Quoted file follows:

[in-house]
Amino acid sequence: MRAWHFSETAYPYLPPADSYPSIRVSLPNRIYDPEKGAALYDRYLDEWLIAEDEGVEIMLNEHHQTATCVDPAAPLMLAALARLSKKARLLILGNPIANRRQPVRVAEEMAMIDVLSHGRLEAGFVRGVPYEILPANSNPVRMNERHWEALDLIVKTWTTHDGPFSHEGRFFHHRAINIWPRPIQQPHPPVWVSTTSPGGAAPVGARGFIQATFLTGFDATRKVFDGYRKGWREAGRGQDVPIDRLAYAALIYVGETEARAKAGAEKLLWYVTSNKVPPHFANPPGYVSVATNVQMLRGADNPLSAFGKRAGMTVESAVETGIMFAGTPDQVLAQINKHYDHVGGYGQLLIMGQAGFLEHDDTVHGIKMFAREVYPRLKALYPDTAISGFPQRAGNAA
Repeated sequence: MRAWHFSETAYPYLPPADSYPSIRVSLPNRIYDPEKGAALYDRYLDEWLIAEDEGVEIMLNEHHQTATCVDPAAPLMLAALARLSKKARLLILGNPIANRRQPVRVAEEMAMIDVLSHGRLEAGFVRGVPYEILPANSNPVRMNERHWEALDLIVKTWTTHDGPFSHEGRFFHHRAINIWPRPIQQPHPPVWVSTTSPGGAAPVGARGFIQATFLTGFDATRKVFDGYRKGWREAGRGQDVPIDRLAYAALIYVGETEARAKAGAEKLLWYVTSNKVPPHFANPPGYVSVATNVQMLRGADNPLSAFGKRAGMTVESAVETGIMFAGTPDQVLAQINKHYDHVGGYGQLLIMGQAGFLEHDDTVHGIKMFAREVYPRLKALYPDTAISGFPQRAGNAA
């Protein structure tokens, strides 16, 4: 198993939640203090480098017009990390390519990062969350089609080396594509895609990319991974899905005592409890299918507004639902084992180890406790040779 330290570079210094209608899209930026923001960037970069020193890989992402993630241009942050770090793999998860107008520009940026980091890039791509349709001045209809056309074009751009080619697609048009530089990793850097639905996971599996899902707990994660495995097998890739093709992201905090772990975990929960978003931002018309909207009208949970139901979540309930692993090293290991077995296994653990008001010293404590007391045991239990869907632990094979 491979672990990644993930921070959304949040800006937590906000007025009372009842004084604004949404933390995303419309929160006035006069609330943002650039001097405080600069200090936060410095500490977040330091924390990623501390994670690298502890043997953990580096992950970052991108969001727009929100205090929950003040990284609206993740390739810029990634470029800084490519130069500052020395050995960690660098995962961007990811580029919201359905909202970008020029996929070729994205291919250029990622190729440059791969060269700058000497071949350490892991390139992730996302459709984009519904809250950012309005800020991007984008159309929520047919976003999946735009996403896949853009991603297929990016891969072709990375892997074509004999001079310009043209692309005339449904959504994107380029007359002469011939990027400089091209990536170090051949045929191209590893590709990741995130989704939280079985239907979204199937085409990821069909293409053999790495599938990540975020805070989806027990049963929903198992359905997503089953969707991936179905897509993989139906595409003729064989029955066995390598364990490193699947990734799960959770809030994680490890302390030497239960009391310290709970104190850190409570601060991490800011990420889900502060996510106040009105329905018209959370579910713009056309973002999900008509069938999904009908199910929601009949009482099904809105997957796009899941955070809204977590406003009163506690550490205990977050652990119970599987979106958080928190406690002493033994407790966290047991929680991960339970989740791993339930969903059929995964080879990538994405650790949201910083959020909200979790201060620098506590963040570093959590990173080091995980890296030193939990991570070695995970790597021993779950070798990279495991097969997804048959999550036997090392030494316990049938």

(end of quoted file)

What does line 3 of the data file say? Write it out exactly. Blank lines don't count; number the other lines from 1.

Repeated sequence: MRAWHFSETAYPYLPPADSYPSIRVSLPNRIYDPEKGAALYDRYLDEWLIAEDEGVEIMLNEHHQTATCVDPAAPLMLAALARLSKKARLLILGNPIANRRQPVRVAEEMAMIDVLSHGRLEAGFVRGVPYEILPANSNPVRMNERHWEALDLIVKTWTTHDGPFSHEGRFFHHRAINIWPRPIQQPHPPVWVSTTSPGGAAPVGARGFIQATFLTGFDATRKVFDGYRKGWREAGRGQDVPIDRLAYAALIYVGETEARAKAGAEKLLWYVTSNKVPPHFANPPGYVSVATNVQMLRGADNPLSAFGKRAGMTVESAVETGIMFAGTPDQVLAQINKHYDHVGGYGQLLIMGQAGFLEHDDTVHGIKMFAREVYPRLKALYPDTAISGFPQRAGNAA